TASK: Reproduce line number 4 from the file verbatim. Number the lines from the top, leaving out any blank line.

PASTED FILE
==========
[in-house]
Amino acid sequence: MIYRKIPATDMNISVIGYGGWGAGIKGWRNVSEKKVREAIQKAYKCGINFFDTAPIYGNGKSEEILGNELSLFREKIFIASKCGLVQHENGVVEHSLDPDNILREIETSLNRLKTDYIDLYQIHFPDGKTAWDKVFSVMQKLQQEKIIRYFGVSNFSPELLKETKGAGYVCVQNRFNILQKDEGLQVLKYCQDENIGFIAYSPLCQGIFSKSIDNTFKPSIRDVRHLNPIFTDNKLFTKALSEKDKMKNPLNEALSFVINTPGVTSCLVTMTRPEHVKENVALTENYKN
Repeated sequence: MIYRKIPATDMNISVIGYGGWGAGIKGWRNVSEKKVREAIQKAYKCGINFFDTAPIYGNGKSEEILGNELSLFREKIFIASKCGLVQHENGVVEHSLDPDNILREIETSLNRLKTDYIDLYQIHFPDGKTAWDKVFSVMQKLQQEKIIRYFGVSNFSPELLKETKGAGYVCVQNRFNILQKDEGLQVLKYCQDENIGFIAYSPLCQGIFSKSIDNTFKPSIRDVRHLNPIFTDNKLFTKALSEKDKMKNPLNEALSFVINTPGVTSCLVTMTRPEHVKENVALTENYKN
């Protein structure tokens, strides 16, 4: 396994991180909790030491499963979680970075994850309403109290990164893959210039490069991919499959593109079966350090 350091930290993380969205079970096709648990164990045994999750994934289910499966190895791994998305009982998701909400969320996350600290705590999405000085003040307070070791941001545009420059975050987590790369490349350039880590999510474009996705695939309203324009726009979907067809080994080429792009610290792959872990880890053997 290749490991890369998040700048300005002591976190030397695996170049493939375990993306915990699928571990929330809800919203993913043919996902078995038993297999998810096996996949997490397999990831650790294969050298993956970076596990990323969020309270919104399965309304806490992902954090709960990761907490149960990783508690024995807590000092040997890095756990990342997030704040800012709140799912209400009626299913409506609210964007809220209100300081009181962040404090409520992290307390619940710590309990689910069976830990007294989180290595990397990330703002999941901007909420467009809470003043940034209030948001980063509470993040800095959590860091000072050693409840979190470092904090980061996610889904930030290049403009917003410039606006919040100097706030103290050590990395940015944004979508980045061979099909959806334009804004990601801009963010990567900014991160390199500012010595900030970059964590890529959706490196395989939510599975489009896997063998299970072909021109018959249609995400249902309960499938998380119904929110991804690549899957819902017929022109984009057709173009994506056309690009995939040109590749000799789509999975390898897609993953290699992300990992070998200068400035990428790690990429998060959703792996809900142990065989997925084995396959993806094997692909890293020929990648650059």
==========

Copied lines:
């Protein structure tokens, strides 16, 4: 396994991180909790030491499963979680970075994850309403109290990164893959210039490069991919499959593109079966350090 350091930290993380969205079970096709648990164990045994999750994934289910499966190895791994998305009982998701909400969320996350600290705590999405000085003040307070070791941001545009420059975050987590790369490349350039880590999510474009996705695939309203324009726009979907067809080994080429792009610290792959872990880890053997 290749490991890369998040700048300005002591976190030397695996170049493939375990993306915990699928571990929330809800919203993913043919996902078995038993297999998810096996996949997490397999990831650790294969050298993956970076596990990323969020309270919104399965309304806490992902954090709960990761907490149960990783508690024995807590000092040997890095756990990342997030704040800012709140799912209400009626299913409506609210964007809220209100300081009181962040404090409520992290307390619940710590309990689910069976830990007294989180290595990397990330703002999941901007909420467009809470003043940034209030948001980063509470993040800095959590860091000072050693409840979190470092904090980061996610889904930030290049403009917003410039606006919040100097706030103290050590990395940015944004979508980045061979099909959806334009804004990601801009963010990567900014991160390199500012010595900030970059964590890529959706490196395989939510599975489009896997063998299970072909021109018959249609995400249902309960499938998380119904929110991804690549899957819902017929022109984009057709173009994506056309690009995939040109590749000799789509999975390898897609993953290699992300990992070998200068400035990428790690990429998060959703792996809900142990065989997925084995396959993806094997692909890293020929990648650059």